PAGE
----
Is Rick Perry running for president?

Will Rahn Senior Editor
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Texas Governor Rick Perry is apparently polling voters outside of his home state to gauge his chances of capturing the Republican presidential nomination next year, reports National Review’s Robert Bryce.

Perry’s advisors immediately denied that they were gearing up for a White House run. “We have done no polling in any state other than Texas, period,” Perry aide Dave Carney told Politico. “Nor have we seen any polling that anyone or entity did in any other state. Unequivocally.” Still, Rick Perry, should he choose to run, could be a serious contender in what many have argued is a weak Republican field.

A skilled fundraiser, Perry was picked to lead the Republican Governors Association last year, a move that raised his national profile considerably. He fended off a primary challenge from Senator Kay Bailey Hutchinson before being re-elected a governor in a landslide last November. (He is the first Texas governor in history to be elected to a full third term.) Perry has a new book out, and with it a book tour, giving him a good excuse to go on television and make new friends around the country while still denying any presidential ambitions.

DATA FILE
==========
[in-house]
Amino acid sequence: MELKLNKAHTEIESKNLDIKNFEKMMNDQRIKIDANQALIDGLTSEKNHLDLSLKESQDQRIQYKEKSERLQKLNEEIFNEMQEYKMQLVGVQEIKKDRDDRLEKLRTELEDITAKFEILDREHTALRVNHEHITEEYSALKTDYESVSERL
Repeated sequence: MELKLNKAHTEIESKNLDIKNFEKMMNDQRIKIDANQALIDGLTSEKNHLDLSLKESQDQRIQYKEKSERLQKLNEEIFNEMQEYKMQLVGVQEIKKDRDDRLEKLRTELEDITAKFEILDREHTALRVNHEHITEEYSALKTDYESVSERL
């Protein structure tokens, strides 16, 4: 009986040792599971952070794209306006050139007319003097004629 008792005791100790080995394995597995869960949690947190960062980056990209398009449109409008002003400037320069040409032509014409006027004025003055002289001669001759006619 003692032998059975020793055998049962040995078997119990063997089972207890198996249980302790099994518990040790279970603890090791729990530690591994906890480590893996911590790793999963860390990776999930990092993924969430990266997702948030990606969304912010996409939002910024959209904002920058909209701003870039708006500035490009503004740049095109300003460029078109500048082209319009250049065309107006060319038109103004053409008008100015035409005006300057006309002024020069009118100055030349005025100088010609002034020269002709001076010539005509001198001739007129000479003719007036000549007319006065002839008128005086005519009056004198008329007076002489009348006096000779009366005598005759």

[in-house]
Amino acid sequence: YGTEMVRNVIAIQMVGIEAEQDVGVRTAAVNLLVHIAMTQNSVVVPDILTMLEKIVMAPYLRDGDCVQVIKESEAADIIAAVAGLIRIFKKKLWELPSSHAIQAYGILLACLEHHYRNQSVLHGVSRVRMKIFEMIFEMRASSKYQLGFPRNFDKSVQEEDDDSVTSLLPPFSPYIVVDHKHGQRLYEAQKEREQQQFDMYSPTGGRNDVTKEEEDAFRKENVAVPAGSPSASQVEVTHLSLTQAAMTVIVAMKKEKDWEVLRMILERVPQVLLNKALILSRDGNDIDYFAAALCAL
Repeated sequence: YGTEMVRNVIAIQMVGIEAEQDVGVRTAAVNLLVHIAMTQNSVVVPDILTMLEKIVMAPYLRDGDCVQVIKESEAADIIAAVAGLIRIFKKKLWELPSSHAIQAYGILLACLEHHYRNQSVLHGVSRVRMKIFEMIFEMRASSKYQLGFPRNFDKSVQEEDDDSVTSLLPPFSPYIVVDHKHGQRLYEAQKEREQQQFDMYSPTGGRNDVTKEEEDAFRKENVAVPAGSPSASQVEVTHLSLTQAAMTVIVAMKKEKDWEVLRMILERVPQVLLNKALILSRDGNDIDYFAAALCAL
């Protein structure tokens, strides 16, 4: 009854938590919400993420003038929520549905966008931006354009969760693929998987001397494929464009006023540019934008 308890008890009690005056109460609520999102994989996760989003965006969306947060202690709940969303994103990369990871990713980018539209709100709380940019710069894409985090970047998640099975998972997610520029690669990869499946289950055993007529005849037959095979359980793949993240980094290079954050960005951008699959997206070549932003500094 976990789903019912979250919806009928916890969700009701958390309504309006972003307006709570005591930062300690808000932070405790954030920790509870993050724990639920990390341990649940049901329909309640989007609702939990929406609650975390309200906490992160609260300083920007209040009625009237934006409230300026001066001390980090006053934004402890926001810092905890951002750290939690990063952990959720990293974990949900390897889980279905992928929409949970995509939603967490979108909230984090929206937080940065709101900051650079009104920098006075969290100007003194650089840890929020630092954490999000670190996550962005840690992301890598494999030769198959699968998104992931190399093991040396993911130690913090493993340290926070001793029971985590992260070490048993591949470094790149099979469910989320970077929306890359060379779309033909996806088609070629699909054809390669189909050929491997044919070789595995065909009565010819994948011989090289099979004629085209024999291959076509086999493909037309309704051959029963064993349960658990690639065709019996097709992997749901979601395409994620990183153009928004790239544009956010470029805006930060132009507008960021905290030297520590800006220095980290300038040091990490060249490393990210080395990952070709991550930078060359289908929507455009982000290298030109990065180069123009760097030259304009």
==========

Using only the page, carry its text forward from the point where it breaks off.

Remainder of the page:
Perry can also win Texas and its 38 electoral votes. As Bryce notes, only three presidents have won the presidency since Calvin Coolidge without taking Texas: Richard Nixon (in 1968), Bill Clinton (in 1992 and 1996), and Barack Obama.

However, Perry also comes with some unique baggage. In a 2009 speech to a group of Tea Party supporters, Perry brought up the idea of secession from the union. “We’ve got a great union. There’s absolutely no reason to dissolve it,” he said. “But if Washington continues to thumb their nose at the American people, you know, who knows what might come out of that. But Texas is a very unique place, and we’re a pretty independent lot to boot.” The crowd loved it (according to one poll, half of Republican voters are open to the idea of leaving the union) but, if Perry has national ambitions, his musing about secession would most likely come back to haunt him.

Meanwhile, the Lone Star state is facing a revenue shortfall, and an Austin-based political consultant tells Bryce that the governor will not sign a tax bill.  That means thousands of public workers are likely to be laid off in a state already saddled with high unemployment. For Perry and his advisors, it just might be looking like the right time to pack their bags, do some out of state polling, and get out of Texas.

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